As Image credit. As a child, complete underwater immersion, three-dimensional movement, in warm sun-drenched water was pure bliss for me.
When I was six and younger, I used to enjoy those moments of happiness described below by Willa Cather. Today, for me, a sense of happiness is to be found mostly in trance-like states, such as when working - especially when I write - with intense concentration.
Also, I think, happiness can be both a matter of conscious and semi-conscious perception - some sort of awareness, I think, must be involved if it is to have anything to do with one's human mode of being. I surmise, the clearer the perception of happiness the briefer the time extension of it, longer periods of feeling happy come with more diverted forms of consciousness of it.
Moreover, I think, we tend to lump rather distinct modes of being into that one magic word: happiness. A happy person runs the copiously packed continuum of forms and degrees of happiness up and down: even ambition and strong desire, even painful effort can be found on that continuum, if only they, in turn, do not predominate, i.e. if they are part of balanced mix.
As I write this, I have not reread the respective posts on happiness published here and here, but I seem to remember to have argued and continue to believe that happiness is neither best captured by evoking certain forms of extreme bliss or the concept of extreme bliss (whatever such experiences from one's own life one chooses to subsume under that category). A more meaningful, more long-term- and more real-life-adjusted measure of happiness I would tend to seek in the idea of being unmolested, unhampered by (physical and social) circumstances that constrain natural human initiative. In that respect, freedom is a major contributor to human happiness.
And in that sense, I am convinced that there is human progress; and in that sense, cultural relativism is in principle refutable. While I may not know how happy the Neanderthal-man or the average citizen of communist East Germany were, I am sure had they had the chance to do it (and the East Germans did have that chance, and have reacted as predicted by me), they would have opted for the tools and means of the freest societies in human history. Naturally. To be happier.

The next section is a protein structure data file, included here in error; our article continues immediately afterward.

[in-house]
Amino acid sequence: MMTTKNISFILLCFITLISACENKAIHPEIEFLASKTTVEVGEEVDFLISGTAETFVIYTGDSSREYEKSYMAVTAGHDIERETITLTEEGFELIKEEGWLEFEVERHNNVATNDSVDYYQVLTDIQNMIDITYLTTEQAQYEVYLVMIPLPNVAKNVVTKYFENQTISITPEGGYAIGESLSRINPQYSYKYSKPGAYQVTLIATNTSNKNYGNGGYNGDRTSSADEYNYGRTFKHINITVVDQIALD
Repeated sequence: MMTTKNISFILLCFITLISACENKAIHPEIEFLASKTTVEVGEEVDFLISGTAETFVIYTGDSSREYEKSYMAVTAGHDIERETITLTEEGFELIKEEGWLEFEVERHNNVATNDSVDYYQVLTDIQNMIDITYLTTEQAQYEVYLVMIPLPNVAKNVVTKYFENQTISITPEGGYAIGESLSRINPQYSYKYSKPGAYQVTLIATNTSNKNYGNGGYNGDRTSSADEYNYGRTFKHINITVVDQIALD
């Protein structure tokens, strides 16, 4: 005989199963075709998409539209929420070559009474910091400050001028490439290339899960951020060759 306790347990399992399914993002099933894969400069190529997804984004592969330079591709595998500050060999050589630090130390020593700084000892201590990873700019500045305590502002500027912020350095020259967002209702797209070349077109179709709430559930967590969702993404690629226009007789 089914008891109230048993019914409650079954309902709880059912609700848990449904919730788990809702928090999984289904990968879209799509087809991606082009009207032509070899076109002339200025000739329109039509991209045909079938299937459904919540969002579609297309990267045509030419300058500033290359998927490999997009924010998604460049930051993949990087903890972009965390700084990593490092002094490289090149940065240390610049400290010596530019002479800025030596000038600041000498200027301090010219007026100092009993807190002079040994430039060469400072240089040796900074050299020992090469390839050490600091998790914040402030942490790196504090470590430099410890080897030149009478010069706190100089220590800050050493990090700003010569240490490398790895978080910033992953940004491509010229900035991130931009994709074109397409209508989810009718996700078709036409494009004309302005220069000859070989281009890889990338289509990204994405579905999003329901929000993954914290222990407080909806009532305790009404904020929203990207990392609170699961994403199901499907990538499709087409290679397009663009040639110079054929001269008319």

(The nostalgia for the good old Communist days is cheap talk and not in the slightest borne out by real action - never in history have citizens been freer to (re-)establish socialism than today.)
Of course, given the richness of her oeuvre, we should beware of reducing Willa Cather to just one facet of happiness; but it is edifying to be reminded by her of that particularly beautiful facet, which, I am sure, all of us have known as kids, and still encounter at times later in life.
The history of recorded thought is strewn with evidence that happiness lives in the most ordinary of moments. And yet no matter how universal a human aspiration it may be, articulating happiness in those rare moments when it is perfectly attained remains an elusive art. For Albert Camus, it was a moral obligation; for Mary Oliver, a kind of seizure; for Kurt Vonnegut, a sense of enoughness. But nowhere have I encountered an account of happiness more soulful and deeply alive than in a passage from Willa Cather’s first masterwork, the 1918 novel My Ántonia (public library) — the story of a spirited pioneer named Ántonia Shimerda, who settles as in Nebraska as a child and grows with the land, told through the loving and wakeful eyes of her childhood friend Jim Burden.
In this passage, Cather’s narrator is lying in his grandmother’s garden, drowsy and drunk with life under the warm autumn sun:
The earth was warm under me, and warm as I crumbled it through my fingers. Queer little red bugs came out and moved in slow squadrons around me. Their backs were polished vermilion, with black spots. I kept as still as I could. Nothing happened. I did not expect anything to happen. I was something that lay under the sun and felt it, like the pumpkins, and I did not want to be anything more. I was entirely happy. Perhaps we feel like that when we die and become a part of something entire, whether it is sun and air, or goodness and knowledge. At any rate, that is happiness; to be dissolved into something complete and great. When it comes to one, it comes as naturally as sleep.
The truth and beauty of this vignette never left the soul from which it sprang. Cather requested that her grave site, which she shared with her partner, bear the inscription: “…that is happiness; to be dissolved into something complete and great.”